in the early days, when i told friends of colleagues about my ms, the standard reaction i was getting from most of them was the awkward silence or the ‘oh, i’m so sorry for you’ spiel. in a way i wished they could have reacted differently, giving me opportunity to explain further, instead of people swiftly changing the subject after the silence and ignoring me altogether. so while to you, some of your friends’ reactions may seem insensitive, to me it would have made a refreshing change from the standard reactions i was getting.
but i think i do understand how you feel. if you have been diagnosed so recently, it’s only natural that your emotions are all over the place, and you don’t know what to make of it all, and whether to brush it all off, or be worried about your future. it’s not easy. and being surrounded by folks who don’t know anything about the disease, responding with undesired or insensitive comments, does not make it any easier.
try to educate them as best as you can. you may lose some of your old friends in the process. i’m just being frank here. but those who will remain your friends will be your true friends, who will understand over time. it’s a learning curve not only for us, but for everyone around us as well.
all the best!

1 year ago

I was diagnosed 3 years ago but only recently starting sharing the diagnosis, in part because I use a cane now. The looks of pity mixed with horror are painful to absorb. I feel your shock and disappointment that our close friends can’t do better, but I guess that’s the reality. I am trying to absorb a way to keep my positivity while being realistic and somehow still feel my friends are there for me though they don’t really get it all. We just all need to chat here and learn from each other how to surf this.

1 year ago

@rolly that is so true, I feel people perhaps hear the diagnosis but don’t hear what you have to say after about the diagnosis. So I was trying to explain I might have a relapse then go into remission but I don’t think people take that on board. They get hung up on the ‘MS’ part and not what it actually means. I was niave in that I didn’t know there were different types of MS, there were DMDs available and what symptoms you could get etc before I was diagnosed so I suppose it’s unfair to expect others to know really. I think it has really put me off telling people, before I was always of the opinion that why should I keep it a secret, it is nothing to be ashamed of but now I realise it isn’t quite so straightforward and if you tell people, you have to expect different reactions. I have had amazing support off friends and colleagues but suppose it’s just the odd reaction and comment I am getting hung up on.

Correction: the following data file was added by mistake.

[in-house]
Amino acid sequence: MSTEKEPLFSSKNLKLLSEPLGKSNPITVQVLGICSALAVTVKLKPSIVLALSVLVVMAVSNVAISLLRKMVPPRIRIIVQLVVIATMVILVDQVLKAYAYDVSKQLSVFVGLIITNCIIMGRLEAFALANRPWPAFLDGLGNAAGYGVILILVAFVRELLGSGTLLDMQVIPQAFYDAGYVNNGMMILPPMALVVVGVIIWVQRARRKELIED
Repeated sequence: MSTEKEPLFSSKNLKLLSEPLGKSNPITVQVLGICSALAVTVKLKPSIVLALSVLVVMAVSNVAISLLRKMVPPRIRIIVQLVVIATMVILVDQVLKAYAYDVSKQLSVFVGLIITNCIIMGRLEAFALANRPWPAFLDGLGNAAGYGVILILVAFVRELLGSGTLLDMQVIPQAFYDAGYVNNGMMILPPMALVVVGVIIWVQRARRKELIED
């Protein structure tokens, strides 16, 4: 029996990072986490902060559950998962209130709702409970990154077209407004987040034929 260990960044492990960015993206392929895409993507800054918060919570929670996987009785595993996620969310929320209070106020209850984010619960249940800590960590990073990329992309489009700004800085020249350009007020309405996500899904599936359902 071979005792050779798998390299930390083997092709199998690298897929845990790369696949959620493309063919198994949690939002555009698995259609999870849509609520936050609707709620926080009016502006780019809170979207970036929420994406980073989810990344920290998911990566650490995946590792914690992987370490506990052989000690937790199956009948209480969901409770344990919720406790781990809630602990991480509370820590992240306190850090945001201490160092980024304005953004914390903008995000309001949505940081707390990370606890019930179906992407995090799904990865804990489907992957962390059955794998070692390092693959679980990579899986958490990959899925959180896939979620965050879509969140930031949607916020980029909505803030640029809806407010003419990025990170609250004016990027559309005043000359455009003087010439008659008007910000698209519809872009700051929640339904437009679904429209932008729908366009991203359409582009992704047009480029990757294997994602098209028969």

@rivka this is what I hate, is the pity. But I suppose if we broke a leg say, we’d get pity so suppose we can’t not expect pity after sharing our diagnosis. It is great we have this place to chat and for others to share their experiences and how they handle things.

1 year ago

The reason I’ve always been secretive about the MS is because I projected how I would have reacted myself if someone had told me. In my (pre-diagnosis) life, I would immediately have metaphorically stamped MS on that person’s forehead. Pathetic, but true. I therefore think – rightly or wrongly – that everyone I tell will react in that way, so it’s easier to say nothing. Navigating what to say to one’s associates and friends is a minefield. I guess you’ll be like me – get some disclosures right. others turn out to be a big mistake. It’s become a whole lot easier since I retired and replaced the many workplace colleagues with friends, many of them not knowing me pre-dx. I think the discomfiture goes hand in hand with one’s own fear of the future. As time goes on and you get to grips with the symptoms, your confidence grows and it becomes less important what other people are thinking. In any case, you (= we) haven’t got room in our lives to take on board other people’s prejudices: we have our life to lead and that’s enough to be getting on with! xx

1 year ago

@marajade I had to laugh at eating tacos with your right hand anyway haha thanks, that one I will definitely use!!

1 year ago

Interesting analogy with the broken leg, @lightning87. If you’ll be back on the soccer field in no time, it’s a look of compassion and empathy that you’re missing the rest of the season. If you’ll never never walk again, let alone play a sport, it’s a look of horror, pity, and the subtle “glad it’s not me” look.